Circe By Madeline Miller

I had begun to know what fear was. What could make a god afraid? I knew that answer, too. A power greater than their own.” – Circe

Circe is an immortal coming of age story about Western literature’s first female witch. Similarly to her debut novel, The Songs of Achilles, Madeline Miller once again creatively explore the second major ancient Greek epic poems attributed to Homer. Miller beautifully responds to Homer’s Odyssey by retelling the encounter between the goddess of magic and wily Odysseus after the Trojan War.


The story opens with the birth of Circe. Though being the daughter of the mighty Helios, the sun god, and the beautiful Perse, an Oceanid nymph; Circe was regarded as a strange child with dark yellow eyes and seemingly without talent. However, after meeting her first mortal Glaucos, Circes discovered that she indeed possesses’ strong powers which cause a threatened Zeus to banish her to a deserted island. Alone in Aiaia, she devotes time to sharpen her occult craft, control wild beasts, and crosses paths with many of the most famous figures in Greek mythology.

Madeline Miller has once again expanded the Homeric legend in this book about a lesser-known goddess, Circe. Artfully reimagined by weaving strands of Greek myth, Miller gave voice to Circe in order for her to tell her own story and the reasons behind the decisions she made.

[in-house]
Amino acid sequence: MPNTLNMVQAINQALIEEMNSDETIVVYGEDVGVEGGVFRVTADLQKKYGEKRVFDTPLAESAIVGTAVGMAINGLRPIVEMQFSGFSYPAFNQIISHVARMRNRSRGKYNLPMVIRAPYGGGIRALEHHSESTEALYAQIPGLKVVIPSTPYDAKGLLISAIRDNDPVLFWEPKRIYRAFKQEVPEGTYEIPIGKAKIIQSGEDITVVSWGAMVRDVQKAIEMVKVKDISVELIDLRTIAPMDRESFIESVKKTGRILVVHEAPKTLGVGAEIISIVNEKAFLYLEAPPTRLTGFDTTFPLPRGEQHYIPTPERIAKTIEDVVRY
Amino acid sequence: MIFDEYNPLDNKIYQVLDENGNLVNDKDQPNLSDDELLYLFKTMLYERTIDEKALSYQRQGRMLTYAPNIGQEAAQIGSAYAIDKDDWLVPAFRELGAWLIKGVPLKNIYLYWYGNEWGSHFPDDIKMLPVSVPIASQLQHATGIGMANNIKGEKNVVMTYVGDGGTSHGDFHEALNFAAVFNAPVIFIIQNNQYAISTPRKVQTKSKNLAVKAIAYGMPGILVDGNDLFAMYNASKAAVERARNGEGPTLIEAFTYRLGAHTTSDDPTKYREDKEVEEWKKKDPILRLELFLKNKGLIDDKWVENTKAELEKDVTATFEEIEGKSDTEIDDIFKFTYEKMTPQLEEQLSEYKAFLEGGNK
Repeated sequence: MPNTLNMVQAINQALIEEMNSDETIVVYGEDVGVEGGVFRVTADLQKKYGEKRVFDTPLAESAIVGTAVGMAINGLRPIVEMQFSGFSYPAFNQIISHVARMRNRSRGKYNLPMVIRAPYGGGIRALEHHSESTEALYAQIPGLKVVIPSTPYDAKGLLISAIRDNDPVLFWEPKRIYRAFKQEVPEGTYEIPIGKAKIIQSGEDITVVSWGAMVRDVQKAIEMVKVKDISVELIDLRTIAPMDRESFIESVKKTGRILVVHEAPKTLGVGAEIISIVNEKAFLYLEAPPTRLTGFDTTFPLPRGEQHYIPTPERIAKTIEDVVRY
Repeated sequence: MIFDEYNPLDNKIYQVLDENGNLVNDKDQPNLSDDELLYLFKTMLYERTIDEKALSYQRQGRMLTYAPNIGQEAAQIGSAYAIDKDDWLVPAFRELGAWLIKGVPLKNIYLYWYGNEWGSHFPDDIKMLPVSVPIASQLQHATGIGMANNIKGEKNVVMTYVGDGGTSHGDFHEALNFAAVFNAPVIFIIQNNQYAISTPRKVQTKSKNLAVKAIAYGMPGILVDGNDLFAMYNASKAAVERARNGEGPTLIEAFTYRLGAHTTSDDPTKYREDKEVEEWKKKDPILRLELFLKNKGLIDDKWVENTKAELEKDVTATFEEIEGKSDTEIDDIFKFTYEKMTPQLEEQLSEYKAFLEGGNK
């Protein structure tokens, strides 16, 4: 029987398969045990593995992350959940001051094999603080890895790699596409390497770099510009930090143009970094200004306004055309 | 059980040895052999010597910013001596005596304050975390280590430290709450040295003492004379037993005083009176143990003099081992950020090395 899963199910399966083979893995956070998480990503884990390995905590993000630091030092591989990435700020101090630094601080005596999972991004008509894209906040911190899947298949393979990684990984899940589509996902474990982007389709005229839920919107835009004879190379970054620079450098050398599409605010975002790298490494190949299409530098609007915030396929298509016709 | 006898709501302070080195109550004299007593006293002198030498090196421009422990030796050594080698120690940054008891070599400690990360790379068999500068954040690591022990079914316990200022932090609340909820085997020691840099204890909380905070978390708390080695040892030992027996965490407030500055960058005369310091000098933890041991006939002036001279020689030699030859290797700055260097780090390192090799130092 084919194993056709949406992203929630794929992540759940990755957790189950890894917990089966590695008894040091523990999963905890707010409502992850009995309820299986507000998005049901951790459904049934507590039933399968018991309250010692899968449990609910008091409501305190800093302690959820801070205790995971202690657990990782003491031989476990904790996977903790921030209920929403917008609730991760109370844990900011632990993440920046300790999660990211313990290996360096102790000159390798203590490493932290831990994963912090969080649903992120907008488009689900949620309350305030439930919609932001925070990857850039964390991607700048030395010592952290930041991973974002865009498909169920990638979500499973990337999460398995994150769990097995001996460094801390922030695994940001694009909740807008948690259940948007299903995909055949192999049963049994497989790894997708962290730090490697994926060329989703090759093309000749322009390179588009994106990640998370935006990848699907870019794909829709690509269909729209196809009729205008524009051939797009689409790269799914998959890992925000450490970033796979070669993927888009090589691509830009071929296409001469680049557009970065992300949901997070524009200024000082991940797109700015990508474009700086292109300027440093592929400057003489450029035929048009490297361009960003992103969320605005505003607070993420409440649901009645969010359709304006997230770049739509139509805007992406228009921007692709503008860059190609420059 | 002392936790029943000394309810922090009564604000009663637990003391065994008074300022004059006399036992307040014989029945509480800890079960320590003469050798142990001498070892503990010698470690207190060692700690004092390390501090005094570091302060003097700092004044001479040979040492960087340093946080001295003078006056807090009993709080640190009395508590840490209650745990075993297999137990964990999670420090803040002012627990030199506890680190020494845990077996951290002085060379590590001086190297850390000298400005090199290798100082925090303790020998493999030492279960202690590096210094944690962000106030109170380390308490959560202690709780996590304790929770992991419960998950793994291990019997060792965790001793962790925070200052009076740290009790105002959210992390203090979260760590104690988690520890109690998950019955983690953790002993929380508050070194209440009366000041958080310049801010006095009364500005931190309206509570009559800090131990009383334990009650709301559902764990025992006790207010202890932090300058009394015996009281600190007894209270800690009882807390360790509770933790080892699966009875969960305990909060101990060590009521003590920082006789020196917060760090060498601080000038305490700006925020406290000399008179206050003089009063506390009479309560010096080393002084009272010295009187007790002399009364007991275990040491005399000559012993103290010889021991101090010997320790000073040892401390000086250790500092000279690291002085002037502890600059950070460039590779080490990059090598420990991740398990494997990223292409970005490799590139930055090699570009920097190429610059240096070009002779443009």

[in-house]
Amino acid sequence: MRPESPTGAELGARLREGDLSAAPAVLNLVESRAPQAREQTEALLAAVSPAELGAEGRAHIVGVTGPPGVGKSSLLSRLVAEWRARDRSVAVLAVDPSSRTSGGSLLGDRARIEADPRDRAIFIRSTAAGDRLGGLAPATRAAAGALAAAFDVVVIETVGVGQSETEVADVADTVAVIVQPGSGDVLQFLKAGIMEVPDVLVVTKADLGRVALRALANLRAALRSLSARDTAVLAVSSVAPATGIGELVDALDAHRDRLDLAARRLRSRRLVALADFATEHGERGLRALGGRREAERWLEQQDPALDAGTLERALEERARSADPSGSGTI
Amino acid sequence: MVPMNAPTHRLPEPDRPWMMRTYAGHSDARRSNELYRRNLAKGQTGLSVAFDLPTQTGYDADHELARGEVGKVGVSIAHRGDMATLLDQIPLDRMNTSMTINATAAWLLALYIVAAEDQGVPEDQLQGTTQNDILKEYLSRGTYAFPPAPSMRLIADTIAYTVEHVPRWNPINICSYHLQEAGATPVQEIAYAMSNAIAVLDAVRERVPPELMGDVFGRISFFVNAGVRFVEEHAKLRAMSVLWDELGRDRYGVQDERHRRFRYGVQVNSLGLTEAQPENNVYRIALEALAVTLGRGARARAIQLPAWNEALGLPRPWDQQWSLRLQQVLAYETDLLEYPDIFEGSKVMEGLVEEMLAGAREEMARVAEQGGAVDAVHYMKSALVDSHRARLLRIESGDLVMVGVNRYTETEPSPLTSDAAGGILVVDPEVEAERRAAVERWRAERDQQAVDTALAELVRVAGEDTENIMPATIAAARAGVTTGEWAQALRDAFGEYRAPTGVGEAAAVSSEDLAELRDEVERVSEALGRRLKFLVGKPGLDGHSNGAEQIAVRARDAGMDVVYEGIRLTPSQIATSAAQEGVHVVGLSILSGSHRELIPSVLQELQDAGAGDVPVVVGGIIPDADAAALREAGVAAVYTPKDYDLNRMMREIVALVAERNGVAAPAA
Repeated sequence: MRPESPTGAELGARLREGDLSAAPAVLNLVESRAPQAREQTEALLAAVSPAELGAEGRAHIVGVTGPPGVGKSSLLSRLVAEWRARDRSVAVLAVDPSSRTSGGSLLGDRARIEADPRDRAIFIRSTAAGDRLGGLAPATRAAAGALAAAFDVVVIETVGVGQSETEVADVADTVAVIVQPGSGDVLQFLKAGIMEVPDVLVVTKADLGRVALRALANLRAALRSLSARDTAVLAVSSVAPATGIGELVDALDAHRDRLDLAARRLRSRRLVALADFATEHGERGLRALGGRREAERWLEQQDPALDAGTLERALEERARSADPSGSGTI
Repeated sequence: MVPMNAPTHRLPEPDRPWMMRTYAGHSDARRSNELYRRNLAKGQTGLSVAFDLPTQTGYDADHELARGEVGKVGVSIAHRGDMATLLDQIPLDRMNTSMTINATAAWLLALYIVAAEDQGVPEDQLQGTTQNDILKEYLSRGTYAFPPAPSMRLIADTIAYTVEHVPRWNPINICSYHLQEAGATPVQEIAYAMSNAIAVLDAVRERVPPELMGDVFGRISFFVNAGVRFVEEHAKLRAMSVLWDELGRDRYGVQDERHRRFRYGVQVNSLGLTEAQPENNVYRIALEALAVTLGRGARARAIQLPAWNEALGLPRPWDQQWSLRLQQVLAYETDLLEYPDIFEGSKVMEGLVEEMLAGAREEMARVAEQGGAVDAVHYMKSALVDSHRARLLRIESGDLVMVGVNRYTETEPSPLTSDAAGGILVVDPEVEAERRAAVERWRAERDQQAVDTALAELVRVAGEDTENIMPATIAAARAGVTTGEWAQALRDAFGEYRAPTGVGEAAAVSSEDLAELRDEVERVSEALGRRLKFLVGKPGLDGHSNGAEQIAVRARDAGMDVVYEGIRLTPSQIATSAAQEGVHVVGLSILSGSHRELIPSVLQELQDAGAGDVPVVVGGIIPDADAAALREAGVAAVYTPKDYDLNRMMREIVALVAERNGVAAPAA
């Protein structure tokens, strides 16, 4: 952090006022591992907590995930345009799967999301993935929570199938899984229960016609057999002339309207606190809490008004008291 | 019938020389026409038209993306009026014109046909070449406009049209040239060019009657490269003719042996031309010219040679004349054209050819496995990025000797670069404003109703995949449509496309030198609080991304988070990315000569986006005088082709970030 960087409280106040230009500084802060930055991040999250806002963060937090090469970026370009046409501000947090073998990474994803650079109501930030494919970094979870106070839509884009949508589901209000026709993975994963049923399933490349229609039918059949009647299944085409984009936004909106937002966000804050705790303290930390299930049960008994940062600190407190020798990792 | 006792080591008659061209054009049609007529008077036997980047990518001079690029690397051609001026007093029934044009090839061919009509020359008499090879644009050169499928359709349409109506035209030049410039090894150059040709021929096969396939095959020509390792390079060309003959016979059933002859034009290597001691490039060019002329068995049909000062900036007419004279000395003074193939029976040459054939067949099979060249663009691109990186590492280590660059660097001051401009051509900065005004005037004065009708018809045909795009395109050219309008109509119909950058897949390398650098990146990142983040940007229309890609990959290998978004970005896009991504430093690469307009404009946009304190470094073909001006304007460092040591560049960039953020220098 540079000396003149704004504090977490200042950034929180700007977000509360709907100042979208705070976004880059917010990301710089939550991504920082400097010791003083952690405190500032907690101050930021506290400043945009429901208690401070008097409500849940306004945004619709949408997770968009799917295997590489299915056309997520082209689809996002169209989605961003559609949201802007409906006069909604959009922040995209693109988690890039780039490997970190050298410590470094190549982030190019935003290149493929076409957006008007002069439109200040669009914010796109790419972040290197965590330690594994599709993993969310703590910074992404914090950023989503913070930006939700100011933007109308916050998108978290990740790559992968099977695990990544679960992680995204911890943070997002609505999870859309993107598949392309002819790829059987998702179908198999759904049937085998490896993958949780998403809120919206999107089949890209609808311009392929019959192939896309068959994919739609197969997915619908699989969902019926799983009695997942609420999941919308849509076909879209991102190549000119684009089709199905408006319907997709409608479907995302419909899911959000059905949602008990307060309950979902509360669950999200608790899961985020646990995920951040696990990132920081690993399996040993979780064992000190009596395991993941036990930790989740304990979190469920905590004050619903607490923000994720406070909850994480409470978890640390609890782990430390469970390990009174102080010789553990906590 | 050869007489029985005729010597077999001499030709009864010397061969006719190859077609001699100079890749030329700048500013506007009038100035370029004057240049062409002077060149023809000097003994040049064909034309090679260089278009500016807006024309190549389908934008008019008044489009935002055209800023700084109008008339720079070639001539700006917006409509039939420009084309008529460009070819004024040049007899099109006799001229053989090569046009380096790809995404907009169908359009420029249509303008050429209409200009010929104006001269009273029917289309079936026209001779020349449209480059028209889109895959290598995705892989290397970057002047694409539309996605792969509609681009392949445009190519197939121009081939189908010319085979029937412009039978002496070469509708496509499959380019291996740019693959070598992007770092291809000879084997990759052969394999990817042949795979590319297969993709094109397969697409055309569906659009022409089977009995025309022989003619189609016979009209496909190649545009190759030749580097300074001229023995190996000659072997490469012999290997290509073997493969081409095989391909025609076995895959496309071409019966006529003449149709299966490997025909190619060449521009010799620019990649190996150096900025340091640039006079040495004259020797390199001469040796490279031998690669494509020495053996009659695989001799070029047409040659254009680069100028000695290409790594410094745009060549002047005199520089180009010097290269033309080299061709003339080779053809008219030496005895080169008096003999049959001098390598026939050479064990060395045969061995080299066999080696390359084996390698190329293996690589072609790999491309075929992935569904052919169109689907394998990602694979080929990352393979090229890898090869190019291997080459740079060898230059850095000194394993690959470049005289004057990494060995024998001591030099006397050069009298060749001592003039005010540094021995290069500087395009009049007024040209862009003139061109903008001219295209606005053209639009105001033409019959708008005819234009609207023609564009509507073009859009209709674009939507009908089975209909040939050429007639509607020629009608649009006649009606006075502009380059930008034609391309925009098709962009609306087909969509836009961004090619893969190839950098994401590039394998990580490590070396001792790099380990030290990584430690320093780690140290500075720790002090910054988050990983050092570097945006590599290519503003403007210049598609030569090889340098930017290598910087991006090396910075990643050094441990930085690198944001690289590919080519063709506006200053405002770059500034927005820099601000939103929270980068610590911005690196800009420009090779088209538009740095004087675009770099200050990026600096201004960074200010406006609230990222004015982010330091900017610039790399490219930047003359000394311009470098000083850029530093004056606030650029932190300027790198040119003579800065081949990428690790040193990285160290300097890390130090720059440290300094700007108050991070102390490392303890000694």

Miller’s writing and descriptions flow like a stream across waterfall rocks, burbling and splashing and happy. Bejeweled writing. Bewitching writing.

Miller has found an unexplored niche in the famous Homeric poems that most of us have read. She finds those little “throwaway” places in the stories and asks, “but why? What else happened here?” Women, who usually get short shrift from Homer, are fully formed and fleshed in Miller’s addendums.

Song of Achilles was imaginative, filling in the backstories of Achilles and Patrocles to “round out” the tales where Homer left gaping voids.

In Circe, however, Miller takes a minor encounter between Circe and Odysseus (at least compared to the 7-year detour he had with Calypso) and, using her detailed knowledge of the stories and the Greek and Latin languages construct compelling and interesting backstories. In the end, she recasts all the characters in a new, more human light.

I highly recommend both Miller’s book and Weeks audio version as companion pieces. One without the other is cheating the reader of a truly memorable experience.

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